Meanwhile, after some early failures with sodium cooled reactor designs for the Navy, General Electric had become convinced that its future lay in commercial power generation and in the boiling water concept. In 1955, GE and Commonwealth Edison of Chicago made agreements to build an enormous (for the time) nuclear power station which would use an advanced design concept of boiling water reactor and which at an initial net output rating of 180 MWe would be the largest nuclear station in the world by some amount.

It was quickly decided that testing of a smaller plant was needed first, and GE built (very rapidly) a plant at its new Vallecitos Atomic Power Laboratory in California. This plant, the Vallecitos Boiling Water Reactor was funded by GE and included a steam power plant funded by Pacific Gas & Electric. This plant is shown below; click to enlarge.

The VBWR was completed on this site in June 1957 and the plant went online, with a rated electrical output to the PG&E system of 5000 KW on October 24, 1957. This was 17 months after ground breaking at the site. VBWR was granted Power Reactor Operating License No. 1 by the AEC. The core was rated 20 MWt initially but by 1958 was approved to operate at 30 MWt. Maximum plant pressure was 1000 psig.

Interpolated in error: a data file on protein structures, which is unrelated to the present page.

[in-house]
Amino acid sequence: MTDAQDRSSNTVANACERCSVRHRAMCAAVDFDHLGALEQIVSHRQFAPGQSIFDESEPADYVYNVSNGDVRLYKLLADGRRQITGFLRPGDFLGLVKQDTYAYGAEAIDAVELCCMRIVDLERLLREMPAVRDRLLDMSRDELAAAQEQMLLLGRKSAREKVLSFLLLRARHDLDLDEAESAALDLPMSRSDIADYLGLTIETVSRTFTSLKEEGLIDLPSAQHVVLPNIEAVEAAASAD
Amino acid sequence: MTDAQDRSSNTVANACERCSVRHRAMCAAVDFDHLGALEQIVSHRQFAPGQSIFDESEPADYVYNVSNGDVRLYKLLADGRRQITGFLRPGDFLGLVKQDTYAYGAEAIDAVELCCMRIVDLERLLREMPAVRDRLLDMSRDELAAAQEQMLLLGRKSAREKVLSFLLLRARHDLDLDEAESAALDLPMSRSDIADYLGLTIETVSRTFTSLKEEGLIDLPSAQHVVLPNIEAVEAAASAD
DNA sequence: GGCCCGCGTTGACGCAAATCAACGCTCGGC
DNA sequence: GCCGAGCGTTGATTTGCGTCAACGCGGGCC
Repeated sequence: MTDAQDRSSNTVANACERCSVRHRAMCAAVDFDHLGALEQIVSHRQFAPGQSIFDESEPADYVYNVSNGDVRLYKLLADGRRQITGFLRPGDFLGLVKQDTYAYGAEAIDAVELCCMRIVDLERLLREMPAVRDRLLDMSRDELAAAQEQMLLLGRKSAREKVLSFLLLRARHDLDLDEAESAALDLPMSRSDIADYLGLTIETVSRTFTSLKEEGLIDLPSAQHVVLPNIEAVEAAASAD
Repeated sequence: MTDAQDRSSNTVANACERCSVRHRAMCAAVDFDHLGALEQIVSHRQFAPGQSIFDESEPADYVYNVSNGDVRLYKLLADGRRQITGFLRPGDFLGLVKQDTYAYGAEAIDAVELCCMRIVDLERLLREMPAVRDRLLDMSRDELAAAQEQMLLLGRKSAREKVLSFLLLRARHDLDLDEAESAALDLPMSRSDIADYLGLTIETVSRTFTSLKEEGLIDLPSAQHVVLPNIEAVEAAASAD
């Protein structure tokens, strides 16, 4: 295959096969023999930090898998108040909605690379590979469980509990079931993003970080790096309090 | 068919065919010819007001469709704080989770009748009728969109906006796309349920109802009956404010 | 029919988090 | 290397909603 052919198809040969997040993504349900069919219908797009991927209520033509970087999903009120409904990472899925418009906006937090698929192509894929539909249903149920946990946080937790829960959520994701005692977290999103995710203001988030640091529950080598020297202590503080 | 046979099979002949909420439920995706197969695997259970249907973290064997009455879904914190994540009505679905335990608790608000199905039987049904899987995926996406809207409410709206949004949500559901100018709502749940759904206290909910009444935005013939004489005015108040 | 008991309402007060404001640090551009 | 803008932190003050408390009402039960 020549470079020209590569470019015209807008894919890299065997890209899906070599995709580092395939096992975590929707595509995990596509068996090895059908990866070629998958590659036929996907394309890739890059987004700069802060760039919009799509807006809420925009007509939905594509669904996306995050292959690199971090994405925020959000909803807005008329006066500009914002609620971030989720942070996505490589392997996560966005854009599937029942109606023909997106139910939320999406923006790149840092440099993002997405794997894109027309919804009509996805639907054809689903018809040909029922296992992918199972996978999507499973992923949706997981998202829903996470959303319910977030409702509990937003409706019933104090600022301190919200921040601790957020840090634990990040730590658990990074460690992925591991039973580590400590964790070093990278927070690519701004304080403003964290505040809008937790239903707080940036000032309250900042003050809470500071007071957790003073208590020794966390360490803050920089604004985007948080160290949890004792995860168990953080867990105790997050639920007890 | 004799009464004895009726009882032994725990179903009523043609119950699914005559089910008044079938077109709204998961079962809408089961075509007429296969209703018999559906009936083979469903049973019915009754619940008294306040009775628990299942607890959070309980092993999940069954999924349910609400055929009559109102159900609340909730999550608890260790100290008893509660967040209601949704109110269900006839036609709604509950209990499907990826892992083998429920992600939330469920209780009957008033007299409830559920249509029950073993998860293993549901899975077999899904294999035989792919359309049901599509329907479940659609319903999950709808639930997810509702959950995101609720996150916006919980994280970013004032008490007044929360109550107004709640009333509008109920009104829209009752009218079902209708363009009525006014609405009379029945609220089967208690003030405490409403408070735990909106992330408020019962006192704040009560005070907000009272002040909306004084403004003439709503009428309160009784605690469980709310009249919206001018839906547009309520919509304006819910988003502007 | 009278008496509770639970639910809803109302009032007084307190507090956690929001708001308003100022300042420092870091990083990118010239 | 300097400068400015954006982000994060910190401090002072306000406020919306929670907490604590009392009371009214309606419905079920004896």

At the same time, work on the enormous Dresden Nuclear Generating Station, 50 miles southwest of Chicago, continued with General Electric, as prime reactor contractor, employing Bechtel Corporation as construction contractor. (Both companies continue in the business; see our links for each in the "links" section.) Below is a relatively early artists' conception of the plant's final design which was drawn up by Bechtel Corporation.

The primary reactor plant was to be contained inside of a very large 190 foot diameter reinforced sphere, and the reactor was rated 626 MWt. The large rectangular building housed the turbine generator, rated 180 MWe, and support equipment for the plant. This was essentially how the plant was completed. The reactor was first taken critical in October 1959 and the plant went online as the world's largest nuclear power station in June, 1960. This reactor was a complicated 'dual cycle' plant that supplied steam to the secondary plant both directly from the reactor core, and also from small secondary steam generators. This feature made the plant able to load follow (adjust core output automatically with load changes) better than direct cycle boiling water designs, even if not as well as pressurized water designs. Below, a dramatic night view of Dresden 1.